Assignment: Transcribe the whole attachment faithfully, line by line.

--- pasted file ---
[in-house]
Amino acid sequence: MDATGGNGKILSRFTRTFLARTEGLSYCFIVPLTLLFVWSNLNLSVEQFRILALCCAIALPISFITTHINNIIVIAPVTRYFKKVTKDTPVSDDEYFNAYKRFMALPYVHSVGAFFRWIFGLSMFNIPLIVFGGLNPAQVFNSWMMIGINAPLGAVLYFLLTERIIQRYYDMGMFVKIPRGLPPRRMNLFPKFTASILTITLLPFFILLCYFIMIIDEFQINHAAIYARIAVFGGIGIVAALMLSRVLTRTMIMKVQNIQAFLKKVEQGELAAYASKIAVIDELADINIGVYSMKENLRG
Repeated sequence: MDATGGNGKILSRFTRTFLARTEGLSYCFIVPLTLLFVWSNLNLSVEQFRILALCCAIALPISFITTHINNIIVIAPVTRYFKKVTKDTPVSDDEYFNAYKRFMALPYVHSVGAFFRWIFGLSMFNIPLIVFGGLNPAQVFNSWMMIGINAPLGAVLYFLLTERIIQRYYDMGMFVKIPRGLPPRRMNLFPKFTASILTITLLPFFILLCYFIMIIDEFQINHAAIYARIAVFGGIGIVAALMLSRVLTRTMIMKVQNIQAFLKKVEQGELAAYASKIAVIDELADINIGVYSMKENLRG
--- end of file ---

[in-house]
Amino acid sequence: MDATGGNGKILSRFTRTFLARTEGLSYCFIVPLTLLFVWSNLNLSVEQFRILALCCAIALPISFITTHINNIIVIAPVTRYFKKVTKDTPVSDDEYFNAYKRFMALPYVHSVGAFFRWIFGLSMFNIPLIVFGGLNPAQVFNSWMMIGINAPLGAVLYFLLTERIIQRYYDMGMFVKIPRGLPPRRMNLFPKFTASILTITLLPFFILLCYFIMIIDEFQINHAAIYARIAVFGGIGIVAALMLSRVLTRTMIMKVQNIQAFLKKVEQGELAAYASKIAVIDELADINIGVYSMKENLRG
Repeated sequence: MDATGGNGKILSRFTRTFLARTEGLSYCFIVPLTLLFVWSNLNLSVEQFRILALCCAIALPISFITTHINNIIVIAPVTRYFKKVTKDTPVSDDEYFNAYKRFMALPYVHSVGAFFRWIFGLSMFNIPLIVFGGLNPAQVFNSWMMIGINAPLGAVLYFLLTERIIQRYYDMGMFVKIPRGLPPRRMNLFPKFTASILTITLLPFFILLCYFIMIIDEFQINHAAIYARIAVFGGIGIVAALMLSRVLTRTMIMKVQNIQAFLKKVEQGELAAYASKIAVIDELADINIGVYSMKENLRG